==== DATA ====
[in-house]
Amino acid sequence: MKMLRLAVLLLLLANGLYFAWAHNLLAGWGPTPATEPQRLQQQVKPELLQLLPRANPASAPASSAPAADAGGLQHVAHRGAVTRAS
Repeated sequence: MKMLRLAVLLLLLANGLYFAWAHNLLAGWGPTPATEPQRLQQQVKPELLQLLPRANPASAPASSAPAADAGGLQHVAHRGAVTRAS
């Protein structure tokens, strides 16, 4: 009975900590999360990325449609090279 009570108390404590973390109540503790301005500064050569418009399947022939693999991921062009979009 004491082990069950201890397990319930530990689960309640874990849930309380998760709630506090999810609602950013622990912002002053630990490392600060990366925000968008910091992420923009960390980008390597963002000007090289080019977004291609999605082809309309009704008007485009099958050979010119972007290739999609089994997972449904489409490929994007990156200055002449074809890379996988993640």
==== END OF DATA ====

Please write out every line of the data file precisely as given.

[in-house]
Amino acid sequence: MKMLRLAVLLLLLANGLYFAWAHNLLAGWGPTPATEPQRLQQQVKPELLQLLPRANPASAPASSAPAADAGGLQHVAHRGAVTRAS
Repeated sequence: MKMLRLAVLLLLLANGLYFAWAHNLLAGWGPTPATEPQRLQQQVKPELLQLLPRANPASAPASSAPAADAGGLQHVAHRGAVTRAS
């Protein structure tokens, strides 16, 4: 009975900590999360990325449609090279 009570108390404590973390109540503790301005500064050569418009399947022939693999991921062009979009 004491082990069950201890397990319930530990689960309640874990849930309380998760709630506090999810609602950013622990912002002053630990490392600060990366925000968008910091992420923009960390980008390597963002000007090289080019977004291609999605082809309309009704008007485009099958050979010119972007290739999609089994997972449904489409490929994007990156200055002449074809890379996988993640």